1. In this analysis of healthcare spending survey data from a nationally represented sample, the implementation of the Affordable Care Act (ACA) was associated with a decrease in mean out-of-pocket spending for healthcare. Mean premium spending increased during this same time period.
2. Participants in the low-income groups were more likely to have a reduction in out-of-pocket spending, while those in the high-income group had the highest premium increase.
Evidence Rating Level: 3 (Average)
Study Rundown: The ACA was implemented in 2014 with the aim of expanding medical coverage, in part by expanding subsidized coverage to those from low- and middle-income families. Careful study of how these policies affect real-world spending practices are important to inform further legislation. The current study used nationally representative survey data on household income and healthcare spending practices to evaluate the effects of ACA implementation. The study found that overall, mean out-of-pocket spending decreased while mean premium spending increased since the implementation of ACA. The low-income groups had greater decrease in out-of-pocket spending while the higher income group had the greater increase in premium spending.
The strengths of the study included its nationally representative sample and stratification by income group allowing for unique insight into policy ramifications. The main limitations of the study included the short time period between ACA implementation and the survey data, as well as the lack of data on Medicare part B premiums affecting elderly patients.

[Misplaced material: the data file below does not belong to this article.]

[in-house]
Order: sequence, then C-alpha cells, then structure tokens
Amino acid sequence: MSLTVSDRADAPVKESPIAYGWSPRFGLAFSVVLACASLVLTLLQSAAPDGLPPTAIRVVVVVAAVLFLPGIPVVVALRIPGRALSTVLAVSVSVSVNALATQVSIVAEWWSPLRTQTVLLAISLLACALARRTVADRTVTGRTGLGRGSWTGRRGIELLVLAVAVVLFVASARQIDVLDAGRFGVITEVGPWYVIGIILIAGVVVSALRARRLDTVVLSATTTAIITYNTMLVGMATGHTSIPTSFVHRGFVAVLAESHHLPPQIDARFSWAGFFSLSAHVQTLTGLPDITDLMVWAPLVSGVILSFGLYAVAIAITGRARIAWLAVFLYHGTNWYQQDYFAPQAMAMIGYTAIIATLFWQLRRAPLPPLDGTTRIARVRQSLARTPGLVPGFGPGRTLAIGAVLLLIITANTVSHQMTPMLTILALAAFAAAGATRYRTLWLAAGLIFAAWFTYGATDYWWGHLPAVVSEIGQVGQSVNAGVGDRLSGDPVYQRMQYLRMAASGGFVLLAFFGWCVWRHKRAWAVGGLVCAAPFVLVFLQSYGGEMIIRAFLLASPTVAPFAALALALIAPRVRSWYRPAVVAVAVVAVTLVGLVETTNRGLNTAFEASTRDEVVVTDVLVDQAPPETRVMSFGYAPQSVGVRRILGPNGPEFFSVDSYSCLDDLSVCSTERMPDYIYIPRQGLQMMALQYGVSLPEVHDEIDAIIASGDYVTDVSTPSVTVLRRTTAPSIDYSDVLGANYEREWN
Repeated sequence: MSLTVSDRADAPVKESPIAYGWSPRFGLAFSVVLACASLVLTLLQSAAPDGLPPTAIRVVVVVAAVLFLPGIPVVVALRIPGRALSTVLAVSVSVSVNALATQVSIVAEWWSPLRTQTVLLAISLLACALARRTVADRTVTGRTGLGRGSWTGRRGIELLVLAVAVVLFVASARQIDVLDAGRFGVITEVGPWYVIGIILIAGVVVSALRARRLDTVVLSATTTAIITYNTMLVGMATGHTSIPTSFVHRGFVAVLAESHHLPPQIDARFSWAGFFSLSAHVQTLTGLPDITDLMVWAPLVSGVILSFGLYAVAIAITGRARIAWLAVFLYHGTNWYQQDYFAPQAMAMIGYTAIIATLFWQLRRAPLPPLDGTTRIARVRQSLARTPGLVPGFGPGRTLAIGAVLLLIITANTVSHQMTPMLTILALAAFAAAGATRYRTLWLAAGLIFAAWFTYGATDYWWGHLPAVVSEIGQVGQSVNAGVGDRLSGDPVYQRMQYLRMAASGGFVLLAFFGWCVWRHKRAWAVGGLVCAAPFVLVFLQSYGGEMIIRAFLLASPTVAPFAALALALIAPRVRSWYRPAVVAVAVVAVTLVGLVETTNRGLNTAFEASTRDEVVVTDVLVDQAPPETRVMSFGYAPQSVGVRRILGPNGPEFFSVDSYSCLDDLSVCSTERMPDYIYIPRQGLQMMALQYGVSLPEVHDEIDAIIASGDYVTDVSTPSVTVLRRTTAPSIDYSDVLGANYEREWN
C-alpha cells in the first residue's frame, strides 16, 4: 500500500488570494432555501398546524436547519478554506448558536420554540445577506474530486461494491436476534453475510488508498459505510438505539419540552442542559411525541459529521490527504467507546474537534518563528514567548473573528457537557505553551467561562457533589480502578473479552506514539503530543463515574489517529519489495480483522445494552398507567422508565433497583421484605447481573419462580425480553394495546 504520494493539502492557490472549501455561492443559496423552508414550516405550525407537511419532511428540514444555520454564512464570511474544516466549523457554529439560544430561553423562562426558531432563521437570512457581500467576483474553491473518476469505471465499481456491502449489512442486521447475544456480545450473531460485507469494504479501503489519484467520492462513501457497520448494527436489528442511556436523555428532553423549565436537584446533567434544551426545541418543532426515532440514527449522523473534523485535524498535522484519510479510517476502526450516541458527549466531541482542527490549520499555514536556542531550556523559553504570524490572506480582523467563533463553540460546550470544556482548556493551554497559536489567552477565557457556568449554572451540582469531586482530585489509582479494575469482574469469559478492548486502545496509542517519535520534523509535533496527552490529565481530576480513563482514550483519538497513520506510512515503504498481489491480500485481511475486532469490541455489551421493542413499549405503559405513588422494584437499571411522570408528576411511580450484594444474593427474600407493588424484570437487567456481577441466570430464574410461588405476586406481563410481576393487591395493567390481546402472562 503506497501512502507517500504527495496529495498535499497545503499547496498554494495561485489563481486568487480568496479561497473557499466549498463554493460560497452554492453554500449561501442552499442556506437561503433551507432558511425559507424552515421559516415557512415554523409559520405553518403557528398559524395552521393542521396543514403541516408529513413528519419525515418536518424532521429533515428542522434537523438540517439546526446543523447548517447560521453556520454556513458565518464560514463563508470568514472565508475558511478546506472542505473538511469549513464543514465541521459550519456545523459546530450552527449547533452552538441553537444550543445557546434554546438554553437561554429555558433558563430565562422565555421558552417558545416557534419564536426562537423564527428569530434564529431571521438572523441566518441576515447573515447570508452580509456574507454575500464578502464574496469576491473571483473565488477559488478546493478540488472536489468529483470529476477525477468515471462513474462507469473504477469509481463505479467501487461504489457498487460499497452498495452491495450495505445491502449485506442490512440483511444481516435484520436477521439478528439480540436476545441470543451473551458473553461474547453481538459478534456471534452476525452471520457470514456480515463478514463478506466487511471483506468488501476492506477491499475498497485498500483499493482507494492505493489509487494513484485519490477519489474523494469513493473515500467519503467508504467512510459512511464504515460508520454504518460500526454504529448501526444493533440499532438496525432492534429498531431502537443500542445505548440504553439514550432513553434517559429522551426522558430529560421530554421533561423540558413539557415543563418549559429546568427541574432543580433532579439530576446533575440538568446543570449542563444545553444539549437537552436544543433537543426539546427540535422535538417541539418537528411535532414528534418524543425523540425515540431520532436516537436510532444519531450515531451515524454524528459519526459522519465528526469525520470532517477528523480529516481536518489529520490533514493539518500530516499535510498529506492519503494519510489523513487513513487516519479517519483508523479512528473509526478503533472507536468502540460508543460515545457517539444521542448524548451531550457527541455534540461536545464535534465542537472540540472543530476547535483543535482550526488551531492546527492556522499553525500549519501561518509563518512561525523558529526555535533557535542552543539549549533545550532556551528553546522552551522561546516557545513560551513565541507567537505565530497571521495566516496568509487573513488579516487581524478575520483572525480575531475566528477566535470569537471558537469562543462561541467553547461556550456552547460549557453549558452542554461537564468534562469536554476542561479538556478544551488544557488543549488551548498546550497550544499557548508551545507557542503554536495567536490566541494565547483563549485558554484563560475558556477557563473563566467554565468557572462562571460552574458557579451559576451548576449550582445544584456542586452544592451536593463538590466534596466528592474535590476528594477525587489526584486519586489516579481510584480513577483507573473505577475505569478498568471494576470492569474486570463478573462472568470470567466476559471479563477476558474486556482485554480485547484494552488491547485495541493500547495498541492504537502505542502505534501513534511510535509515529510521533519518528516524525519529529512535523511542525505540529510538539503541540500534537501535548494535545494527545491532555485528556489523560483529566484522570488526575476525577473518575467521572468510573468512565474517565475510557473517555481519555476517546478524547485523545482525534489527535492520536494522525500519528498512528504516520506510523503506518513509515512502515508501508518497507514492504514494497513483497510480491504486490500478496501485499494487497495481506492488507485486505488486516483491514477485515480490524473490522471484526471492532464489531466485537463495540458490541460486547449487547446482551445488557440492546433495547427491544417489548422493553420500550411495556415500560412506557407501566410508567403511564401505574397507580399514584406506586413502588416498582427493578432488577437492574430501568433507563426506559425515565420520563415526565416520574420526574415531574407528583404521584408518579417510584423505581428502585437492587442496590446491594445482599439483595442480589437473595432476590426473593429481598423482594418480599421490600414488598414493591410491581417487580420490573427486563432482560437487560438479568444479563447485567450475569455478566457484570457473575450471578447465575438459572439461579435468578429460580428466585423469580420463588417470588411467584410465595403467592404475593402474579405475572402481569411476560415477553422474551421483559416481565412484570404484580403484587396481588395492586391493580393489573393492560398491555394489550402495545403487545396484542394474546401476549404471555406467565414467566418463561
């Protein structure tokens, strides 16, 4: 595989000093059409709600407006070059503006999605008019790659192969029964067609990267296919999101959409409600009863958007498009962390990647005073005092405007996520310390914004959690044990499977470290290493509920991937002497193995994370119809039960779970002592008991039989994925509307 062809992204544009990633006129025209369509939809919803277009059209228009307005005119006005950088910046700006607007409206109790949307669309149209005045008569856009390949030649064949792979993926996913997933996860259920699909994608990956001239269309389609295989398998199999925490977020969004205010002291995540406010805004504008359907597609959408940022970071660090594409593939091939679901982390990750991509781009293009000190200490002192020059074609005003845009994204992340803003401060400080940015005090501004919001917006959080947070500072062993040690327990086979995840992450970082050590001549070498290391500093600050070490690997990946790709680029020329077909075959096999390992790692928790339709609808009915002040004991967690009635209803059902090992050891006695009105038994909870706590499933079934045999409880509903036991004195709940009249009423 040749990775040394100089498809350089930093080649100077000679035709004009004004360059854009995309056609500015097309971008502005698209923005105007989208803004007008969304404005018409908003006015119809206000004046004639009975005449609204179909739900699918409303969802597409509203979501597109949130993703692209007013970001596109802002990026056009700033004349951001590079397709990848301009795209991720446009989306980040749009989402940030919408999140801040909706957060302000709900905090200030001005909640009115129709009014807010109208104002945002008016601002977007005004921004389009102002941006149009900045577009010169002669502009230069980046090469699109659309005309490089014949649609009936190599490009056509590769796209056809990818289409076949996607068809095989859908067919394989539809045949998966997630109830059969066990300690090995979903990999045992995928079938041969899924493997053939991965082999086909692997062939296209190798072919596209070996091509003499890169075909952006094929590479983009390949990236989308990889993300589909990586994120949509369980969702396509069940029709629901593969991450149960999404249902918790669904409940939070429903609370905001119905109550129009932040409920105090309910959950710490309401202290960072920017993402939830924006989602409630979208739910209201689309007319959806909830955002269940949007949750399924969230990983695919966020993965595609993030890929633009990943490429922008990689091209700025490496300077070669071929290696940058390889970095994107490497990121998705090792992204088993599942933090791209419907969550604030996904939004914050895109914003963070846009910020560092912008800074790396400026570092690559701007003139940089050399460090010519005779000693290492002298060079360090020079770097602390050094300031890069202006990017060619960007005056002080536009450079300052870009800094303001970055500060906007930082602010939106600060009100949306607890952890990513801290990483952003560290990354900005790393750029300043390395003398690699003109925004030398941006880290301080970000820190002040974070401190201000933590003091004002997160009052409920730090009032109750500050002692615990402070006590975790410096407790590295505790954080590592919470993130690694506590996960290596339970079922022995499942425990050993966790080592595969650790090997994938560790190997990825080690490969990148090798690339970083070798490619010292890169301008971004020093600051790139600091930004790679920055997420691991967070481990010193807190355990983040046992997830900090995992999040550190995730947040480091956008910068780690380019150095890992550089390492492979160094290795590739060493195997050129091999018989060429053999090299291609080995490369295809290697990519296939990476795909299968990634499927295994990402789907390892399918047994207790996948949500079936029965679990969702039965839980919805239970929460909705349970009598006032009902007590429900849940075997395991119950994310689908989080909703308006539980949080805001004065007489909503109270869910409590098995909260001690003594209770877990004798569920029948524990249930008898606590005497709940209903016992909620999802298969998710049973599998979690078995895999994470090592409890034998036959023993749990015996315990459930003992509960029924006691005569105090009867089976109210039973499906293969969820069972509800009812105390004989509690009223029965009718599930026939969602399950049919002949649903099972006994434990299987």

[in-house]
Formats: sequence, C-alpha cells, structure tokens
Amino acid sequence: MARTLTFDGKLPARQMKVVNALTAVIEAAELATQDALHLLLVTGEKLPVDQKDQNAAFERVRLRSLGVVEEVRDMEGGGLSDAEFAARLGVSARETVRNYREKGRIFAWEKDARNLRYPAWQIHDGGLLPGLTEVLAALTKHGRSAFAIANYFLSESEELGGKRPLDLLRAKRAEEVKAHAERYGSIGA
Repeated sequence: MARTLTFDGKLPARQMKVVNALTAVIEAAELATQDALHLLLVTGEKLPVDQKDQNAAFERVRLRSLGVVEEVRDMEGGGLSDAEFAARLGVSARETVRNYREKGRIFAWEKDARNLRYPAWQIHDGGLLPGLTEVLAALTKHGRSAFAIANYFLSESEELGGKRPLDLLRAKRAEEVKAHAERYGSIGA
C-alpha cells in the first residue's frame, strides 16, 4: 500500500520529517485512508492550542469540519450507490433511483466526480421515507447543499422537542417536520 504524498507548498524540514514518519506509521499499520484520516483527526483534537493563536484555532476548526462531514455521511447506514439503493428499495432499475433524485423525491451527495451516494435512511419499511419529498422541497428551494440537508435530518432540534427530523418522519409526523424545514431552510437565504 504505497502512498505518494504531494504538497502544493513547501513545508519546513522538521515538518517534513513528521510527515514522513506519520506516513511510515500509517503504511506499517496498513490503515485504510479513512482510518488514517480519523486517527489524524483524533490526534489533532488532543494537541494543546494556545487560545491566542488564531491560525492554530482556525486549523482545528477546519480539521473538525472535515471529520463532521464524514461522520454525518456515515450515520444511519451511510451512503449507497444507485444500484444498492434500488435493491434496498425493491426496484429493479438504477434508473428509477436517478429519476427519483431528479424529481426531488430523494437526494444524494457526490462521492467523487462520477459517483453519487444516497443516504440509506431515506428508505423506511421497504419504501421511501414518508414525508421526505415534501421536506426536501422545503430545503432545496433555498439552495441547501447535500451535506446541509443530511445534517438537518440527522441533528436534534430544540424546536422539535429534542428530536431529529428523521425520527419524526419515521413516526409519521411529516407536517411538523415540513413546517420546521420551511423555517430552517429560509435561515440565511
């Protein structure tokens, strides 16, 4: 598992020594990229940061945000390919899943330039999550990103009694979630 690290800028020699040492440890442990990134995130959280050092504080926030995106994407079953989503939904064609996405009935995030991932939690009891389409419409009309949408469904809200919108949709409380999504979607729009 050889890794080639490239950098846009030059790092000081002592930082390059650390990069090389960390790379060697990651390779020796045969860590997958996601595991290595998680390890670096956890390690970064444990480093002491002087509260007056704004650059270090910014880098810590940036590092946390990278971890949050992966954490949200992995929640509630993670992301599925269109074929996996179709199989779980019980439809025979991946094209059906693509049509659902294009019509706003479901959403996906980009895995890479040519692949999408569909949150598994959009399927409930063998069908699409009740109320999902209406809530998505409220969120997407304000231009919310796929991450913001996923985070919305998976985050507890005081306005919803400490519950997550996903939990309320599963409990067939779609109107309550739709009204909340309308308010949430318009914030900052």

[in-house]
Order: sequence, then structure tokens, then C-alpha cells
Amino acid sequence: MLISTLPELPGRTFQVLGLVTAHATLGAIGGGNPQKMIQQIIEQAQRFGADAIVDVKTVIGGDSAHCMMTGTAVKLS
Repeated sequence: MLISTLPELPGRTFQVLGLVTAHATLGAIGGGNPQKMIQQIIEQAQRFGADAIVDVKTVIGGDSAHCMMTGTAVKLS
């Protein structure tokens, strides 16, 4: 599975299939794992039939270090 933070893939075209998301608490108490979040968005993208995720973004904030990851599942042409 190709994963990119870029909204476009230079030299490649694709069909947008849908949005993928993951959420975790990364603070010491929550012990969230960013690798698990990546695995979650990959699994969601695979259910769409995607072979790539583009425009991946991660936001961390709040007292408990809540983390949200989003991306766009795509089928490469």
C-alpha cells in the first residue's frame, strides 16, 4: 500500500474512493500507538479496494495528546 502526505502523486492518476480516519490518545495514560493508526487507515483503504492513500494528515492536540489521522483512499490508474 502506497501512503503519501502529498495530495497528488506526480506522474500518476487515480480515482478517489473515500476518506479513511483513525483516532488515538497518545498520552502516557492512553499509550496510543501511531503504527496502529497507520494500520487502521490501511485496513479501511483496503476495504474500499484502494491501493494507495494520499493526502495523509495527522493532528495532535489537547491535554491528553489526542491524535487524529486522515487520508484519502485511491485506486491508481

In-Depth [survey]: This study used data from the Medical Expenditure Panel Survey (MEPS) from January 1, 2012 to December 31, 2015, which is a nationwide survey of US noninstitutionalized civilians. The study included data on adults aged 18-64 years. Income groups included lowest (138% or less of the federal poverty level, FPL), low (139% to 250%), middle (251% to 400%), and high (above 400%). Spending patterns from 2012 to 2014 (pre-ACA) and 2014-2015 (post-ACA) were compared.
For the 84 431 adults included in the study, ACA was associated with 11.9%(95%CI, −17.1% to −6.4%; p < 0.001) decrease in mean out-of-pocket spending and 12.1% (95%CI, 1.9%-23.3%) increase in mean premium spending. The lowest income group had the greatest decrease in out-of-pocket spending (21.4% decrease, 95%CI, −30.1% to −11.5%; p < 0.001), while the highest income group had the greatest premium increase (22.9%; 95%CI, 5.5%-43.1%). The odds of high burden spending (>10% of total family income) decreased following the implementation of ACA (odds ratio [OR], 0.80; 95%CI, 0.70-0.90).
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